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The Metaphor of the Swiss Army Knife

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Using an 85mm lens, Michel took this close-up image of a squid while Danielle used her 35mm lens to make a full body shot. By complementing each other, we come back with a more diverse collection of images

By Michel Gilbert & Danielle Alary

We use a Swiss Army knife on ALL assignments. First, the plastic toothpick of this old companion is the best O-ring removal tool ever made. Second, other components such as the screwdrivers, scissors or tweezers always come in handy.

As Michel was unscrewing a sync port cap with his Swiss companion, it occurred to him that it is not possible to simultaneously use two built-in tools of this knife.  It forces you to concentrate on one thing and one thing only.

A good lesson

When you think about it, the same applies to u/w photography: it is impossible to produce good results if you try to do everything during the same dive – macro, wide-angle, fish portrait, seascape, super-macro…. You may combine macro and fish portrait, but adding wide-angle becomes a recipe for disaster.

Some housing manufacturers let you carry wide-angle conversion lenses that mount on the normal macro/fish portrait optics and all sorts of fancy accessories. Their ads make you think you may snap a picture of clownfish eggs and then, within 30 seconds, switch a wide-angle adapter and photograph the great hammerhead that was looking over your shoulders.

As exciting as this proposition appears, it cannot lend good results for one main reason: brain connections.

When you drive a car forward and want to switch in reverse gear you must stop, engage the reverse and then carefully look in your mirrors, turn your head and slowly accelerate. This cannot be done in a nanosecond and it implies a whole new way of looking and anticipating what can happen.

Think about your photography. If you are concentrated on a macro subject, your universe shrinks to the size of a post stamp. Your aperture, shutter speed, strobe position, buoyancy and what-not are all geared toward making the picture you have in your mind.

This is just like having your Swiss Army Knife screwdriver pulled out.

Now imagine that a wide-angle subject swims by and that you see it coming. How long will it take before you readjust your aperture, shutter speed, strobe position and buoyancy to be ready to capture the scenery? And this is the easy part. The most difficult aspect of the exercise is to switch your brain from macro to wide-angle mode. Unless you are a working pro, your brain can hardly make the switch and allow you to take quality pictures in an instant.

Like the Swiss Army Knife, you need to change tool – mental tool – to accomplish the mission and that may be harder than you think.

Of course, if you are satisfied with a blurry silhouette of the swimming shark that’s OK. Making a picture that will tell a story becomes an almost impossible task.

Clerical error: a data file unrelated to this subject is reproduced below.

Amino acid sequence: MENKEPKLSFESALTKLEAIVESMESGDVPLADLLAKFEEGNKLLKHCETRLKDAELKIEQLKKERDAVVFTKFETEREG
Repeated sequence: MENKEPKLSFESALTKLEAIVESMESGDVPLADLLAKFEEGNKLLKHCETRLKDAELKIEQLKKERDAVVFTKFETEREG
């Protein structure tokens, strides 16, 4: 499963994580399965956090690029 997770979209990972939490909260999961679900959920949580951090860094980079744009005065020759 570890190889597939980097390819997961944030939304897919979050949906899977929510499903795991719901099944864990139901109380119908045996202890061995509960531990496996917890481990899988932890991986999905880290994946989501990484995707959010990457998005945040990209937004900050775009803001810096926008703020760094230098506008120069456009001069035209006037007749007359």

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You are better off with only one type of photography per dive

The other problem

Let’s assume that you are able to switch gear and brain; the problem then comes from the amount of images you are able to make of a single or a specific type of subject.

The best pros in the business take tens of images of the same fish species. A casual shooter cannot achieve similar results if he devotes one or two frames to a given subject.

Granted, you may not be trying to sell to Smithsonian or BBC Wildlife magazine. However, you probably aim to produce great looking images and this comes with practice, patience and many frames spent on the same creature.

Life is about choices

In underwater photography, we must make hard choices – including concentrating on a specific type of photography during a dive.

It means that you make your choice while at the surface: preparing yourself, listening to the divemaster’s briefing, talking with other experienced divers who may suggest different subjects.

Visualizing your potential subjects in advance and thinking about settings helps produce better results.

Some photographers will enter the water with two cameras, a macro/fish portrait lens and a wide-angle one. In this case, they must be fast thinkers and have an assistant ready to hand one of the two cameras. But, even then, the photographer must switch his or her brain very fast and cannot go from one type of image to another constantly.

If you dive with another photographer, then complement each other by using different lenses. Once you are done with a subject, ask your buddy to come by and make a different type of image. This is exactly how we work. We never have the same lenses and we make sure that if a subject is worth shooting with two different perspectives we accomplish it before surfacing.

The best tool

Our precious Swiss Army Knife is part of every trip and it reminds us to concentrate and do one thing at a time.  Buy one. It’s worth the price!

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